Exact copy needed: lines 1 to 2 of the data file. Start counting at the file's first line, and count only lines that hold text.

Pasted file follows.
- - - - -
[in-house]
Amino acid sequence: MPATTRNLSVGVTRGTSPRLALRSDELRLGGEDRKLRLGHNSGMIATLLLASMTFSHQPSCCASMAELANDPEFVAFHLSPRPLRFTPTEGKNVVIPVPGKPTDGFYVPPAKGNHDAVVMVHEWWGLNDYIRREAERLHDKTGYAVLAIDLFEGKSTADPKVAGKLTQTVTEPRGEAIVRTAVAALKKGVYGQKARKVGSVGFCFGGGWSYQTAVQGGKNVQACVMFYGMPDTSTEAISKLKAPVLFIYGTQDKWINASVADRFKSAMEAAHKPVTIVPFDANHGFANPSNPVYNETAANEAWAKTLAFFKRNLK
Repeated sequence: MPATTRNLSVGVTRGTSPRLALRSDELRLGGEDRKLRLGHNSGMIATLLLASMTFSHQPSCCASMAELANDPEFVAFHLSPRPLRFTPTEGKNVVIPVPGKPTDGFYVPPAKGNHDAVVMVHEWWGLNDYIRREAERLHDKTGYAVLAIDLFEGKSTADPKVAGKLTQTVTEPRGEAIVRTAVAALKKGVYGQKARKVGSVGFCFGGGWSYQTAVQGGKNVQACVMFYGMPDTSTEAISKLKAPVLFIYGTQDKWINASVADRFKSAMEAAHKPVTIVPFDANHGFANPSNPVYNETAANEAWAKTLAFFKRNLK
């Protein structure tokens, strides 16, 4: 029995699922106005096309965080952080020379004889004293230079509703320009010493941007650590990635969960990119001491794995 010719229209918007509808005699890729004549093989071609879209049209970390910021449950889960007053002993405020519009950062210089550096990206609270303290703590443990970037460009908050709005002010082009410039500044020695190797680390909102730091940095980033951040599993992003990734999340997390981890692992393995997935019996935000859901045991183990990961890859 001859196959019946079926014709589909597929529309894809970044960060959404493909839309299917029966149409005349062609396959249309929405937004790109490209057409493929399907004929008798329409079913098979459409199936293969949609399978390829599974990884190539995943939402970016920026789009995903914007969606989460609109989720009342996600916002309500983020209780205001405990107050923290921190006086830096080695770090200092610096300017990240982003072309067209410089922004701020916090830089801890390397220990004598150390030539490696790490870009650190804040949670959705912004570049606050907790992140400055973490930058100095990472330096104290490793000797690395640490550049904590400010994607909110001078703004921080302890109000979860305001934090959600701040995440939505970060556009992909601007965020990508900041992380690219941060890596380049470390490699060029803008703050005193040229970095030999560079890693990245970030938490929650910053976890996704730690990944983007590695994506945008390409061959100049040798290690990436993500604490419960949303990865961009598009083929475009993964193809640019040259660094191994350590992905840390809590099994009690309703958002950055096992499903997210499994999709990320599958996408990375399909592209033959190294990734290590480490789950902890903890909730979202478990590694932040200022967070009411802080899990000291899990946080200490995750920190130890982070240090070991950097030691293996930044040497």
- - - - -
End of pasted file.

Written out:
[in-house]
Amino acid sequence: MPATTRNLSVGVTRGTSPRLALRSDELRLGGEDRKLRLGHNSGMIATLLLASMTFSHQPSCCASMAELANDPEFVAFHLSPRPLRFTPTEGKNVVIPVPGKPTDGFYVPPAKGNHDAVVMVHEWWGLNDYIRREAERLHDKTGYAVLAIDLFEGKSTADPKVAGKLTQTVTEPRGEAIVRTAVAALKKGVYGQKARKVGSVGFCFGGGWSYQTAVQGGKNVQACVMFYGMPDTSTEAISKLKAPVLFIYGTQDKWINASVADRFKSAMEAAHKPVTIVPFDANHGFANPSNPVYNETAANEAWAKTLAFFKRNLK